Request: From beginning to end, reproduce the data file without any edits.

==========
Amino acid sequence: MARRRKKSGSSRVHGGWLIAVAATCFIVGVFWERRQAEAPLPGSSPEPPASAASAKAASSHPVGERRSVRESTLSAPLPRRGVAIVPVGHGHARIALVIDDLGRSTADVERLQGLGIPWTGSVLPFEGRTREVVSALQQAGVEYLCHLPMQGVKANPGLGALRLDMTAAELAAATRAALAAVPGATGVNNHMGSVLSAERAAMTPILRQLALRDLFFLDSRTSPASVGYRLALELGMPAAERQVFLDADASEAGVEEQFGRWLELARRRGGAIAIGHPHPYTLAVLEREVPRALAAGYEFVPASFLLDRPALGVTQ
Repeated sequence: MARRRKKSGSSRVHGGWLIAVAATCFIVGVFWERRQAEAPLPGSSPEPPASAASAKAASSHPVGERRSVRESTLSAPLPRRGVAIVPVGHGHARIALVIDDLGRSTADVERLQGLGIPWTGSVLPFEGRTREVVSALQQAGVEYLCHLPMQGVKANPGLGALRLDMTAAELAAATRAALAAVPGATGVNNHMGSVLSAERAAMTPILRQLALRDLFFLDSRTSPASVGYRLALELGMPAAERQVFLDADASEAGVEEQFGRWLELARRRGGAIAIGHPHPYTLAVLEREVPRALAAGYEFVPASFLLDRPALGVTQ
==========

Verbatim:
Amino acid sequence: MARRRKKSGSSRVHGGWLIAVAATCFIVGVFWERRQAEAPLPGSSPEPPASAASAKAASSHPVGERRSVRESTLSAPLPRRGVAIVPVGHGHARIALVIDDLGRSTADVERLQGLGIPWTGSVLPFEGRTREVVSALQQAGVEYLCHLPMQGVKANPGLGALRLDMTAAELAAATRAALAAVPGATGVNNHMGSVLSAERAAMTPILRQLALRDLFFLDSRTSPASVGYRLALELGMPAAERQVFLDADASEAGVEEQFGRWLELARRRGGAIAIGHPHPYTLAVLEREVPRALAAGYEFVPASFLLDRPALGVTQ
Repeated sequence: MARRRKKSGSSRVHGGWLIAVAATCFIVGVFWERRQAEAPLPGSSPEPPASAASAKAASSHPVGERRSVRESTLSAPLPRRGVAIVPVGHGHARIALVIDDLGRSTADVERLQGLGIPWTGSVLPFEGRTREVVSALQQAGVEYLCHLPMQGVKANPGLGALRLDMTAAELAAATRAALAAVPGATGVNNHMGSVLSAERAAMTPILRQLALRDLFFLDSRTSPASVGYRLALELGMPAAERQVFLDADASEAGVEEQFGRWLELARRRGGAIAIGHPHPYTLAVLEREVPRALAAGYEFVPASFLLDRPALGVTQ